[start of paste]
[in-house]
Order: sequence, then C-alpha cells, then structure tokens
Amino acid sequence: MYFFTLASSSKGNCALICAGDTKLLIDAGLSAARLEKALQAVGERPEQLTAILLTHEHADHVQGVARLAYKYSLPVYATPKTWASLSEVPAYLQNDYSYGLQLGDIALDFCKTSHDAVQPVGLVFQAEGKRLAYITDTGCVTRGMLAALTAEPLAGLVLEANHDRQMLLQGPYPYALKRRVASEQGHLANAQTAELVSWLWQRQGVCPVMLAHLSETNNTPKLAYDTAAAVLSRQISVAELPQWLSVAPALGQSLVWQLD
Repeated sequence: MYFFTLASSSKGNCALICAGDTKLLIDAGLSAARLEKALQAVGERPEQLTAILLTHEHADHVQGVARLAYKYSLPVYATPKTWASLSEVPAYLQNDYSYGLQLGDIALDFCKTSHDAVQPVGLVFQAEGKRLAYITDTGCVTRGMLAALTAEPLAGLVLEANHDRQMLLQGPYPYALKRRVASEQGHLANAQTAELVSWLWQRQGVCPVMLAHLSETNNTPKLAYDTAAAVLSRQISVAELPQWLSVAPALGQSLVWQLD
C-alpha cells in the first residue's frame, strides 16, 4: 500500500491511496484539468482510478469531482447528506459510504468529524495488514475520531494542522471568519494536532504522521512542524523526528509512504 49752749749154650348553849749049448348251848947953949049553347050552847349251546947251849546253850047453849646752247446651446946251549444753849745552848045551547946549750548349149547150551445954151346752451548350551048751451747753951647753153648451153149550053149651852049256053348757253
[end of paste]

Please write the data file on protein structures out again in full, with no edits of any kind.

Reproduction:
[in-house]
Order: sequence, then C-alpha cells, then structure tokens
Amino acid sequence: MYFFTLASSSKGNCALICAGDTKLLIDAGLSAARLEKALQAVGERPEQLTAILLTHEHADHVQGVARLAYKYSLPVYATPKTWASLSEVPAYLQNDYSYGLQLGDIALDFCKTSHDAVQPVGLVFQAEGKRLAYITDTGCVTRGMLAALTAEPLAGLVLEANHDRQMLLQGPYPYALKRRVASEQGHLANAQTAELVSWLWQRQGVCPVMLAHLSETNNTPKLAYDTAAAVLSRQISVAELPQWLSVAPALGQSLVWQLD
Repeated sequence: MYFFTLASSSKGNCALICAGDTKLLIDAGLSAARLEKALQAVGERPEQLTAILLTHEHADHVQGVARLAYKYSLPVYATPKTWASLSEVPAYLQNDYSYGLQLGDIALDFCKTSHDAVQPVGLVFQAEGKRLAYITDTGCVTRGMLAALTAEPLAGLVLEANHDRQMLLQGPYPYALKRRVASEQGHLANAQTAELVSWLWQRQGVCPVMLAHLSETNNTPKLAYDTAAAVLSRQISVAELPQWLSVAPALGQSLVWQLD
C-alpha cells in the first residue's frame, strides 16, 4: 500500500491511496484539468482510478469531482447528506459510504468529524495488514475520531494542522471568519494536532504522521512542524523526528509512504 49752749749154650348553849749049448348251848947953949049553347050552847349251546947251849546253850047453849646752247446651446946251549444753849745552848045551547946549750548349149547150551445954151346752451548350551048751451747753951647753153648451153149550053149651852049256053348757253